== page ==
Morphologically divergent individuals were bred in the laboratory during long-term experimental mating. 84 parent pairs (168 individuals) of dark, medium and very light forms, collected in lakes Łaśmiady and Wadąg and in the rivers Wisła (Vistula) and Święcek were allowed to reproduce in different combinations for 7 months (June-December). Each pair was separated in polypropylene, cylindrical containers, 0.25 dm3 in volume. A fragment of the wall in each container (20 cm2) was replaced with a plastic net with 1mm mesh-size. Each 10 containers were submerged in aquaria filled with circulating, filtrated and aerated water at the temperature of 20°C and with constant photoperiod of 16 hrs of light and 8 hrs of darkness. The animals were fed once in two days with live larvae of Chironomidae with regular addition of frozen Tubifex, Gammarus and fish meat.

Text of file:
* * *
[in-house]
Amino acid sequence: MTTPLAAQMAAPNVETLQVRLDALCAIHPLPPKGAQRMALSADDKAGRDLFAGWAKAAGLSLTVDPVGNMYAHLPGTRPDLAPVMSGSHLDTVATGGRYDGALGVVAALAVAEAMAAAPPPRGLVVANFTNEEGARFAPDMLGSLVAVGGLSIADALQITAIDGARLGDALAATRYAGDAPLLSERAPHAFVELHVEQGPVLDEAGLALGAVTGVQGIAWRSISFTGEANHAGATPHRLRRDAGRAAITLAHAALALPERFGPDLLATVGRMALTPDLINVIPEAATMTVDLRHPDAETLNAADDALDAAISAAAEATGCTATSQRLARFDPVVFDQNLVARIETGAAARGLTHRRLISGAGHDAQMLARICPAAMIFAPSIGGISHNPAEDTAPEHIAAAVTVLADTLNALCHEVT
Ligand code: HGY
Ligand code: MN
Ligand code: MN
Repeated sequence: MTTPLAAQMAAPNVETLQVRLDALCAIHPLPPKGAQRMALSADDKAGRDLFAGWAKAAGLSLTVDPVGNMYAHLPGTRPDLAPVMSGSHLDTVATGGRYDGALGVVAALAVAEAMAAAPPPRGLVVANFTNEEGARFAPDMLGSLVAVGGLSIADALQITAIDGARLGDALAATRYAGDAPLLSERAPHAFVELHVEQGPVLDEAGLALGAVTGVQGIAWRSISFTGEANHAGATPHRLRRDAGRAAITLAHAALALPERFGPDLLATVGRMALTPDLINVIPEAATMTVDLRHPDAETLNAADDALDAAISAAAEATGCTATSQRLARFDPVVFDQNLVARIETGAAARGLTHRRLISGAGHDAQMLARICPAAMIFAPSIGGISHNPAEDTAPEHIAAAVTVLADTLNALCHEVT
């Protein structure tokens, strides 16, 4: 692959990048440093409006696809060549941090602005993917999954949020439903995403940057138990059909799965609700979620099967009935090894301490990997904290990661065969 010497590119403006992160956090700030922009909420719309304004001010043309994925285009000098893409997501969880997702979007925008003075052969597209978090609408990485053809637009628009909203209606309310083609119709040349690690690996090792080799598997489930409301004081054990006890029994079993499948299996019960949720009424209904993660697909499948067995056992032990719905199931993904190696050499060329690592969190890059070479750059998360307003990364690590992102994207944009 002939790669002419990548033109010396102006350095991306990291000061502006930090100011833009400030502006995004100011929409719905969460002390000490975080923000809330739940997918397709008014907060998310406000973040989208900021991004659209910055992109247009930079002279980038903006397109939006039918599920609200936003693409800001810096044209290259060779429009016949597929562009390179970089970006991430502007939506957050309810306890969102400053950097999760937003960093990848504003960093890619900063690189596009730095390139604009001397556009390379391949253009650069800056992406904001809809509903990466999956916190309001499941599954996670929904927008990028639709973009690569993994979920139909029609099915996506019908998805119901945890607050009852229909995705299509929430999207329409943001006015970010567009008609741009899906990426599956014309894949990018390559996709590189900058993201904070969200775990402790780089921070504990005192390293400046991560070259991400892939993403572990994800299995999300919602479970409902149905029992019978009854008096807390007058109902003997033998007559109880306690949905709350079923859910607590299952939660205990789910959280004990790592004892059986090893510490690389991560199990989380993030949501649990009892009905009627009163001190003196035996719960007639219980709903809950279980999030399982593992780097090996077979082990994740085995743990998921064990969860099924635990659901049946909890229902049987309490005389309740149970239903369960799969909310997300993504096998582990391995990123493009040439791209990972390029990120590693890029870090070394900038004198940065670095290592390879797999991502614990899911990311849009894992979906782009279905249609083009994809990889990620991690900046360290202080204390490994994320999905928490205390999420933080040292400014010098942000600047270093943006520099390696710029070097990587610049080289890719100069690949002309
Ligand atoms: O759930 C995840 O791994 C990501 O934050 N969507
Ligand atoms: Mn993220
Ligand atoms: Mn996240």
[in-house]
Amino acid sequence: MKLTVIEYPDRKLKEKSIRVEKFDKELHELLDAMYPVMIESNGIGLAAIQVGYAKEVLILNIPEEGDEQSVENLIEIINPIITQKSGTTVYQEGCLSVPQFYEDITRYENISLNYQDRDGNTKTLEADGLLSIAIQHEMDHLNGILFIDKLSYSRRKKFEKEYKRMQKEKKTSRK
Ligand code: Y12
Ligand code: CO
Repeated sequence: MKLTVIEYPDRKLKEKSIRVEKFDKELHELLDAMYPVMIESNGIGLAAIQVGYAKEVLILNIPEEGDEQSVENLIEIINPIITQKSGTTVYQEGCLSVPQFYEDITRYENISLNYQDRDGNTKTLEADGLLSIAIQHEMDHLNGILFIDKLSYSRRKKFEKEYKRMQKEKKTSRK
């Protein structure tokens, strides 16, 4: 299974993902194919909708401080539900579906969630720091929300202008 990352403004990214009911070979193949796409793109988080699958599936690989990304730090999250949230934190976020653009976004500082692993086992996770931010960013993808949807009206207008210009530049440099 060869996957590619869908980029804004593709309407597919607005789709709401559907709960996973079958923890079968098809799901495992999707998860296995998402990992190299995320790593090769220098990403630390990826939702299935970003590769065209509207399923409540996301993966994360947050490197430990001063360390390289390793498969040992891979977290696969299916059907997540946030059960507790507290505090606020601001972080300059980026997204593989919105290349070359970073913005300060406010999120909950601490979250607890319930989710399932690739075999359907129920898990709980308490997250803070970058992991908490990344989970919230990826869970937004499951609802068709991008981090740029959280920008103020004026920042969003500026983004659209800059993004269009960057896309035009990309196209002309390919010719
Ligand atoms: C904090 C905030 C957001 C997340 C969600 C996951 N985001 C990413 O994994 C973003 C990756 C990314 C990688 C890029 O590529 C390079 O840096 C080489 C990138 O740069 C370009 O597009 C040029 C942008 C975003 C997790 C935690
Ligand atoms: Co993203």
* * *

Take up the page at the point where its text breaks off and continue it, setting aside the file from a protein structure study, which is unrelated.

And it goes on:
The numbers of cocoons laid and number of hatchlings of each pair were counted. Young individuals were moved to another set of polypropylene containers with the volume of 0.25 dm3 with filtered water at the temperature of 20°C and with constant photoperiod of 16 hrs of light and 8 hrs of darkness. Young leeches were fed daily with live Enchytraeidae and small Chironomidae. The quantity of offspring of each pair which remained alive after 5 days was recorded. The morphological form of each young individual was determined as soon as it was (15-20 days after hatching). The significance of differences between values of demographic parameters were tested with Wilcoxon’s test. The number of cocoons with dead or no embryos was high, as well as mortality, which was high, mainly because of cannibalism.